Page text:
Selected Analysis

BRICS and Africa: New beginning or false dawn?

by Nick Westcott, African Arguments

The decision to expand the BRICS, despite initial scepticism from South Africa, Brazil and India, is a significant success for China.  It has demonstrated its global diplomatic influence, particularly in admitting four Middle Eastern states, including Egypt, Saudi Arabia and the United Arab Emirates, all previously perceived as close allies of the US. It has brought in friends like Ethiopia and, Iran, the fourth Gulf state, and has omitted others, such as Indonesia and Nigeria, who might be more sceptical of China’s influence.  With the 2024 summit to be held in Russia, the group’s pro-Beijing geopolitical orientation is fairly clear.

China remains by far the largest economy within the group, and the BRICS feels increasingly like a group of its friends.  But the meetings have a particular significance for Africa.

For one, the summit itself took place in Africa. Neither the G7 nor G20 have ever met in Africa.  African countries have regularly been invited to attend summits elsewhere, in Washington, Paris, Tokyo, Beijing, London, but the symbolism of coming to Africa is important.  It is a major achievement for South African diplomacy that they successfully organised this series of summit-level meetings and that President Xi attended in person.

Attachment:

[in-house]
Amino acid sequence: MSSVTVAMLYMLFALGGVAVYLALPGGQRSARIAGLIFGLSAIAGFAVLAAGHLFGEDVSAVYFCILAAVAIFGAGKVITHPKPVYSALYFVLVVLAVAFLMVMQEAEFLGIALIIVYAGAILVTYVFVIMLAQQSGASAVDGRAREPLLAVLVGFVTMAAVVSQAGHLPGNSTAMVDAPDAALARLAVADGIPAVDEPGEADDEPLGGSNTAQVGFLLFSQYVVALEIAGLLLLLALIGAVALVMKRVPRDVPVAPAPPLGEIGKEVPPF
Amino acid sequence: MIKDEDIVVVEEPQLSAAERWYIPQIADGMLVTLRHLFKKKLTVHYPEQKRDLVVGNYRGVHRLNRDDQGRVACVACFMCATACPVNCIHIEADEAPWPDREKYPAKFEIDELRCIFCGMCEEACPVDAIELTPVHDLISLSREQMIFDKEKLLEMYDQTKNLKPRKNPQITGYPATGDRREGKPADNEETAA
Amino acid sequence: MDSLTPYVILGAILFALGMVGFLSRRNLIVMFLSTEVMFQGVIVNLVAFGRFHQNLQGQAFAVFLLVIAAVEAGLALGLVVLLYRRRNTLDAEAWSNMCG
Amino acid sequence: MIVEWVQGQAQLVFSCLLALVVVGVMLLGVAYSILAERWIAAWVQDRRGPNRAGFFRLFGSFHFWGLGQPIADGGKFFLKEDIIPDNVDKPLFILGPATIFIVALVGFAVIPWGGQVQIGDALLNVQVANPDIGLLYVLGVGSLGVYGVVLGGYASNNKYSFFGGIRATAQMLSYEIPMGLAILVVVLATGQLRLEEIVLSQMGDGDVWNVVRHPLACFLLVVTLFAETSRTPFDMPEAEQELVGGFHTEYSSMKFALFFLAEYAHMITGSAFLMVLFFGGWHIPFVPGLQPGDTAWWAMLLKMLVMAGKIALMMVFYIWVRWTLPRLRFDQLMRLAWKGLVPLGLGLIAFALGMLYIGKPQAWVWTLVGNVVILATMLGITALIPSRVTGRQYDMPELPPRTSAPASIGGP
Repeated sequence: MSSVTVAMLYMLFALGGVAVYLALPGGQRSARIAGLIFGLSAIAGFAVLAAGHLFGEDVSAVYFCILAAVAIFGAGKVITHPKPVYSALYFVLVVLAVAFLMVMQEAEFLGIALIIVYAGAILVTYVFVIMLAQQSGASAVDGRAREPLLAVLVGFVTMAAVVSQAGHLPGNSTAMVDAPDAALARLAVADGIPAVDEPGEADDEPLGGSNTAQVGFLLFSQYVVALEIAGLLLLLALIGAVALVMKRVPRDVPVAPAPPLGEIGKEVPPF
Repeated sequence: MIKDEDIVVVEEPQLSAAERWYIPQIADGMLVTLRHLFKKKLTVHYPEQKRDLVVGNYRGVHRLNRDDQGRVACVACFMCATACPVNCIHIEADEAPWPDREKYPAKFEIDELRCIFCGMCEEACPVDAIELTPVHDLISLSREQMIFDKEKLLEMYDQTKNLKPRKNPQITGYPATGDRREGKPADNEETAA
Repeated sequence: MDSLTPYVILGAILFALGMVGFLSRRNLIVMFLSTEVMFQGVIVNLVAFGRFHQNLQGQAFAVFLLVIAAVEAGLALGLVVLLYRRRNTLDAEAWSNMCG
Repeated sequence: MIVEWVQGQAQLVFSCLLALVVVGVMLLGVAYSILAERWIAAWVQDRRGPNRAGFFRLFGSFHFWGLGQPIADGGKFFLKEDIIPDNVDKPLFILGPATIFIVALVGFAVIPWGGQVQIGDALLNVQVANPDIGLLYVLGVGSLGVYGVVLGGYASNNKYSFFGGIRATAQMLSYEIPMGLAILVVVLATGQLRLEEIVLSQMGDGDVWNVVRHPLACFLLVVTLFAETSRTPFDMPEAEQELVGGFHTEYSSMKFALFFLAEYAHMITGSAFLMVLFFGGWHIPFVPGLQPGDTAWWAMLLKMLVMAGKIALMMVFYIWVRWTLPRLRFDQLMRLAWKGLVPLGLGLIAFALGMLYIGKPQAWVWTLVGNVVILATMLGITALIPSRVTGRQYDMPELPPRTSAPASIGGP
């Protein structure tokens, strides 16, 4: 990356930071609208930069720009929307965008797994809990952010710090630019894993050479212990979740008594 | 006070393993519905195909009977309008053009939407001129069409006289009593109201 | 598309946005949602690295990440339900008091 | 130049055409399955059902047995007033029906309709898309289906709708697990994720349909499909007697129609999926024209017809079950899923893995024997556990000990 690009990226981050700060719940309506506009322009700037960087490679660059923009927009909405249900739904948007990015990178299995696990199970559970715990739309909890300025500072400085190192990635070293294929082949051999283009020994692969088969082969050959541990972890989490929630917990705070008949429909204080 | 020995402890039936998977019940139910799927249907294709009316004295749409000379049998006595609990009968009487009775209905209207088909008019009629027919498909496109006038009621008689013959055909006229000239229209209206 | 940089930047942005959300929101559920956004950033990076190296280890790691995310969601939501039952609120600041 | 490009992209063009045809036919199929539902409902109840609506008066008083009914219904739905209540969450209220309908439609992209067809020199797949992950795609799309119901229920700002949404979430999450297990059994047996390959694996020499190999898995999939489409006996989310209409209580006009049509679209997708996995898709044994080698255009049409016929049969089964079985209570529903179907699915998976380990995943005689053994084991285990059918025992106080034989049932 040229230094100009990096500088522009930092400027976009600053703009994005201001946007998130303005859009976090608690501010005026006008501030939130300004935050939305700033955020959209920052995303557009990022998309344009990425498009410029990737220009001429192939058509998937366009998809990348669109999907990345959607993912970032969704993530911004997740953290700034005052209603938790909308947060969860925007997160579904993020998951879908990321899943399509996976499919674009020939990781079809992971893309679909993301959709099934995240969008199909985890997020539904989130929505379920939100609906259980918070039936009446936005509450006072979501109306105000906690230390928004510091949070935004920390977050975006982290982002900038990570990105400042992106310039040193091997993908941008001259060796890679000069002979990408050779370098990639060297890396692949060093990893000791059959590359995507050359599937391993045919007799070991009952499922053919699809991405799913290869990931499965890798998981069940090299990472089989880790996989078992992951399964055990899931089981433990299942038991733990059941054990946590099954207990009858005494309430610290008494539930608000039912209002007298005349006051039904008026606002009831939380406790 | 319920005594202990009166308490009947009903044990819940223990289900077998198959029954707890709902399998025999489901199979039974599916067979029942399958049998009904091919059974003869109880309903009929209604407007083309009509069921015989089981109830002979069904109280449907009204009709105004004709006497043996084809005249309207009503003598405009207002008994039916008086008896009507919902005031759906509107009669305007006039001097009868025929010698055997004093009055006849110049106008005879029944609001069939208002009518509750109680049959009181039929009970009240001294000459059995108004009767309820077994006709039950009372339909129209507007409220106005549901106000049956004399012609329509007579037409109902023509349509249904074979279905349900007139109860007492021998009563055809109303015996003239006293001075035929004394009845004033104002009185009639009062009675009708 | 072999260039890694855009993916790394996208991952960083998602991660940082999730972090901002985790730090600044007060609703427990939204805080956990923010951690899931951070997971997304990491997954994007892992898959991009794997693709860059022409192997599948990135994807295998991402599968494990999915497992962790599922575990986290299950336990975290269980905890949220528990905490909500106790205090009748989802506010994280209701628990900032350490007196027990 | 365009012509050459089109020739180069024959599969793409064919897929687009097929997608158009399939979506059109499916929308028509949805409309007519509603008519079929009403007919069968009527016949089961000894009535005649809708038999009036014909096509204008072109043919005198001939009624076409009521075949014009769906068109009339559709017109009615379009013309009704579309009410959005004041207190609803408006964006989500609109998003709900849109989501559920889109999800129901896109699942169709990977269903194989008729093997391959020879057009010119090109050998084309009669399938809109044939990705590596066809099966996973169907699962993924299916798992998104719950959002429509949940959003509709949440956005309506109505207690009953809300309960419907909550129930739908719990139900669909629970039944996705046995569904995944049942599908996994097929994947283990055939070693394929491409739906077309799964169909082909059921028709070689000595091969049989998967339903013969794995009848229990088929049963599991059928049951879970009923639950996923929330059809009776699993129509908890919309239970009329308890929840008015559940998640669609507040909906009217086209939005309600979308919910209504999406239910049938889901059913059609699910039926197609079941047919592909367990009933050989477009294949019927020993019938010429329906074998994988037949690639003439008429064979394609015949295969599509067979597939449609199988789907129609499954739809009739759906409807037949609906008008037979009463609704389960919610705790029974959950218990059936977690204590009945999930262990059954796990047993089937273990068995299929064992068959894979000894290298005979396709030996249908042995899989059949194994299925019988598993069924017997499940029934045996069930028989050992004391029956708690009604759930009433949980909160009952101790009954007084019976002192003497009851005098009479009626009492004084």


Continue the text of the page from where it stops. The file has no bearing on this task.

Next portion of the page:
Secondly, Africa’s participation in a major global grouping has been strengthened by the addition of Ethiopia and Egypt (the latter which, as an AU member, counts both for Africa and the Middle East).  Although other major African economies – notably Nigeria and Algeria, where President Tebboune had made it a top foreign policy priority to be admitted – were omitted, President Ramaphosa underlined that this was only a first phase of enlargement and others would follow.  The real criteria for future accessions remain obscure, but China’s aim seems to be to expand the group further and, therefore, attract as many aspirant members as possible.

Thirdly, for many African governments, the idea of an alternative source of economic support to the traditional international financial institutions is very attractive.  Frustration has been growing that Western countries’ response to their demands for greater representation, through the Bridgetown Initiative for example, has been slow and lacking substance.  The failure of the French Summit on climate finance in June this year to make substantive progress reinforced this: the main story was China’s agreement to finally cooperate with re-scheduling Zambia’s debt. By contrast, the BRICS New Development Bank has opened a regional office in Johannesburg, and in his comments President Xi Jinping underlined China’s commitment to working with African countries to reform global institutions and bring Africa into the G20.